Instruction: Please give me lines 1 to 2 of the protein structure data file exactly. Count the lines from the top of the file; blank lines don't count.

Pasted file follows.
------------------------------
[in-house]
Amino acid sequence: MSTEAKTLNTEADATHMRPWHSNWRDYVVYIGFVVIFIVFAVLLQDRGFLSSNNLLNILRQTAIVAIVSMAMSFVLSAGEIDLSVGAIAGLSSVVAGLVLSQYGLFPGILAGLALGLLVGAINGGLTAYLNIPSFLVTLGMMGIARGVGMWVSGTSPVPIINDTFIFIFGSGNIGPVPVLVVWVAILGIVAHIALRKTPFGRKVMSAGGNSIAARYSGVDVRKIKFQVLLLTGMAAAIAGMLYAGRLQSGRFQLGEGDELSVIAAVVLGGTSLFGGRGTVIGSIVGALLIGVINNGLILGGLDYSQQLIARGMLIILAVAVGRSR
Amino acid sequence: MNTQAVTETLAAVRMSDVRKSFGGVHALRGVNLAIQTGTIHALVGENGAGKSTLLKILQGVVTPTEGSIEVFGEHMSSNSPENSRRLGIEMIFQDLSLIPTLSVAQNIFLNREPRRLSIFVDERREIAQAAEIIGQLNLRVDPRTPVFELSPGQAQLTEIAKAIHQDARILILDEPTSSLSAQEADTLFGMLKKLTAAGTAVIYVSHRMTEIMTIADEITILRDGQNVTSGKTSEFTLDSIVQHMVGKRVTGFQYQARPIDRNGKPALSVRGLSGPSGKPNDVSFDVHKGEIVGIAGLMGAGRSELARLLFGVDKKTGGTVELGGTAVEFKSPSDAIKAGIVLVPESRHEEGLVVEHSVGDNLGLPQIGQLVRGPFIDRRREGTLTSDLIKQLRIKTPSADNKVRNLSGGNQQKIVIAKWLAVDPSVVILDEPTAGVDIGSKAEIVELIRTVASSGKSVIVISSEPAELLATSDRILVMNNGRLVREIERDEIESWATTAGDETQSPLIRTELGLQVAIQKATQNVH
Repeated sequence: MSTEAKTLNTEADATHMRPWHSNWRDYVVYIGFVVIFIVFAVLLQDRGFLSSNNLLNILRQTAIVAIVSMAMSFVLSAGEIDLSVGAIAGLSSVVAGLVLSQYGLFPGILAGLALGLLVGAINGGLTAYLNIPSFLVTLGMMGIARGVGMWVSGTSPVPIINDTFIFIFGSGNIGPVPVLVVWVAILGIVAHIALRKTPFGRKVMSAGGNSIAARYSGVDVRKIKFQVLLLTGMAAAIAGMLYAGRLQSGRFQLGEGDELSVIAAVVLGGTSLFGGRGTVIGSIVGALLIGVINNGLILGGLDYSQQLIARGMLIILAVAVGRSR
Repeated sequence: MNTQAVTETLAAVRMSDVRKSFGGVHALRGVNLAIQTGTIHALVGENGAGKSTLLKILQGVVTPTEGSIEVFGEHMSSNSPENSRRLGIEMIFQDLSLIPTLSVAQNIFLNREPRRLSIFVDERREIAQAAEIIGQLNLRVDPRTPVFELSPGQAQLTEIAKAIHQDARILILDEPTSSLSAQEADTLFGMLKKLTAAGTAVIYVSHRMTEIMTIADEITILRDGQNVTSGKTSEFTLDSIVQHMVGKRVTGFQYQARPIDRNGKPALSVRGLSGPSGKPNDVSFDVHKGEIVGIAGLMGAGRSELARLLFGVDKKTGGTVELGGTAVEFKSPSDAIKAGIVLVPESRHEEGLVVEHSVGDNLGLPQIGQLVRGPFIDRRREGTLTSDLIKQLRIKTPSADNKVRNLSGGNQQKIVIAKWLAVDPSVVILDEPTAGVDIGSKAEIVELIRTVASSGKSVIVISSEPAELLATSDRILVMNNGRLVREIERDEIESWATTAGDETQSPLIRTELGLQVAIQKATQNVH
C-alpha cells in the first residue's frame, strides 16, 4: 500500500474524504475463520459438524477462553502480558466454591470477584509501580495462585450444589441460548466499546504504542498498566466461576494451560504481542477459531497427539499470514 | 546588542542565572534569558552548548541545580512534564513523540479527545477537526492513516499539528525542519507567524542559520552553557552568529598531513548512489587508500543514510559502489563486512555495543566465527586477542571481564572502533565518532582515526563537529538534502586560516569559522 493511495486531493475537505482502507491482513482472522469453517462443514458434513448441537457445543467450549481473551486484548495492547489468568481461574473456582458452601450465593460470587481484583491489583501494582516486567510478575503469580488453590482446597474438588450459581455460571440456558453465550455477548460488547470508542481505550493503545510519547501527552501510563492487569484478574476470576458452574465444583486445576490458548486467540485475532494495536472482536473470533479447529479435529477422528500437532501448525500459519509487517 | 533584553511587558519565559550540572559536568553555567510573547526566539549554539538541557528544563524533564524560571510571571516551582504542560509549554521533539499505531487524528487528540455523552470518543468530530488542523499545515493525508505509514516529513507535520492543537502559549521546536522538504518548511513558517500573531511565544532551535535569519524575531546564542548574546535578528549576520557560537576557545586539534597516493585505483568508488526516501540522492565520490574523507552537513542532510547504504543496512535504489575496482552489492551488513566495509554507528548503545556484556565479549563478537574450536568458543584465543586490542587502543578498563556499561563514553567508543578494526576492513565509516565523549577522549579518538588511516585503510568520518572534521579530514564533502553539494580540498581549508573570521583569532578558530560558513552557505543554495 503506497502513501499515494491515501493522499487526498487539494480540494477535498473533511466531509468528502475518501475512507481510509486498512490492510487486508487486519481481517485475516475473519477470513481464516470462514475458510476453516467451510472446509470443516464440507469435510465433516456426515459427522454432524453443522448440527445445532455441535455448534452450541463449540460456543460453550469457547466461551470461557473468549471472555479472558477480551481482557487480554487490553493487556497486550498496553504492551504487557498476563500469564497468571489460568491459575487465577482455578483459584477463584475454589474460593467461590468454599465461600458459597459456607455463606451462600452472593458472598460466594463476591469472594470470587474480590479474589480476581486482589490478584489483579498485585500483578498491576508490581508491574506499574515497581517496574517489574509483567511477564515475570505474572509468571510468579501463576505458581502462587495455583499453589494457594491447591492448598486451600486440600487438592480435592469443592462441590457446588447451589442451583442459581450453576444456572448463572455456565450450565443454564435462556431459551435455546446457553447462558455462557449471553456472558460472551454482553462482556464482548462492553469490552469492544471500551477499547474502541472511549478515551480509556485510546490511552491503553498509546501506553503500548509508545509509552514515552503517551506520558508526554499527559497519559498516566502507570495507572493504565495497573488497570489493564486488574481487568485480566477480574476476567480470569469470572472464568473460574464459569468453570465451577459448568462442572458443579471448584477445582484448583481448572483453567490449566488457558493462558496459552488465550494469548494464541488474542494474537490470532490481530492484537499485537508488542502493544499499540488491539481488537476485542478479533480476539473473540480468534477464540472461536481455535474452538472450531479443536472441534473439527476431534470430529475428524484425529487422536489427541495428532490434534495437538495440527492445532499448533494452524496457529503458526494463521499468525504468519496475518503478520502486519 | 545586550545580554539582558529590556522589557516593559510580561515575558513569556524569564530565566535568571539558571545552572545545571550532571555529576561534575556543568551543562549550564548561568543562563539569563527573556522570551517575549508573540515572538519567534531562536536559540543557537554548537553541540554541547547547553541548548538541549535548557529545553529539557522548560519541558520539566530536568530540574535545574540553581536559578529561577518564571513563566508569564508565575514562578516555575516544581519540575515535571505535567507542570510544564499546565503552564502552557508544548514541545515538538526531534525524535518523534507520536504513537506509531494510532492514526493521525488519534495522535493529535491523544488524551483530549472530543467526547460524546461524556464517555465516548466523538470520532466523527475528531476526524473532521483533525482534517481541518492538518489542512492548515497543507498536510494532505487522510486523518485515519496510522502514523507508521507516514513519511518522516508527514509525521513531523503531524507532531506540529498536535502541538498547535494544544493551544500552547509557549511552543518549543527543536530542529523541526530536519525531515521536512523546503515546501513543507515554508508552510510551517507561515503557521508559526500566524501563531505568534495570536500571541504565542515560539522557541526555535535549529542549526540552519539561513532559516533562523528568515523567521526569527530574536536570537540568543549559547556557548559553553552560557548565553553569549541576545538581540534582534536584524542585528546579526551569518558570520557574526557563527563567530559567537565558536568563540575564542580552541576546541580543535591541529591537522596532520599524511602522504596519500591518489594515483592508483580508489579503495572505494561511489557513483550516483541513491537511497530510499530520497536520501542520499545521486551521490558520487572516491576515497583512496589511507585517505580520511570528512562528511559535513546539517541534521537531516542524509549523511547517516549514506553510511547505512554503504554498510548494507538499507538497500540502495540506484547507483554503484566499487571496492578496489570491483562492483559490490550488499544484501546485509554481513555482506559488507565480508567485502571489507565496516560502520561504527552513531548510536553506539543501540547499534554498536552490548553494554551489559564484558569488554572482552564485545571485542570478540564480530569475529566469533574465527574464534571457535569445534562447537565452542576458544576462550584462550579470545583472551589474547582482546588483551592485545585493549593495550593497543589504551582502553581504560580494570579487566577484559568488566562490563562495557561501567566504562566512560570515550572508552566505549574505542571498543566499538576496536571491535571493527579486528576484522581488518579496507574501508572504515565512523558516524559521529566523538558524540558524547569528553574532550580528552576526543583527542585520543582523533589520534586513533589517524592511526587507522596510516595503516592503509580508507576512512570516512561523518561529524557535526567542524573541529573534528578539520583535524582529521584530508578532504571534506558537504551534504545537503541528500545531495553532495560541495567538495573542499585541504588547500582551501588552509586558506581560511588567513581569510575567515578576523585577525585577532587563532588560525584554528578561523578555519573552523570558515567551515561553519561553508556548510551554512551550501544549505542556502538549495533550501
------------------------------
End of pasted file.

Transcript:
[in-house]
Amino acid sequence: MSTEAKTLNTEADATHMRPWHSNWRDYVVYIGFVVIFIVFAVLLQDRGFLSSNNLLNILRQTAIVAIVSMAMSFVLSAGEIDLSVGAIAGLSSVVAGLVLSQYGLFPGILAGLALGLLVGAINGGLTAYLNIPSFLVTLGMMGIARGVGMWVSGTSPVPIINDTFIFIFGSGNIGPVPVLVVWVAILGIVAHIALRKTPFGRKVMSAGGNSIAARYSGVDVRKIKFQVLLLTGMAAAIAGMLYAGRLQSGRFQLGEGDELSVIAAVVLGGTSLFGGRGTVIGSIVGALLIGVINNGLILGGLDYSQQLIARGMLIILAVAVGRSR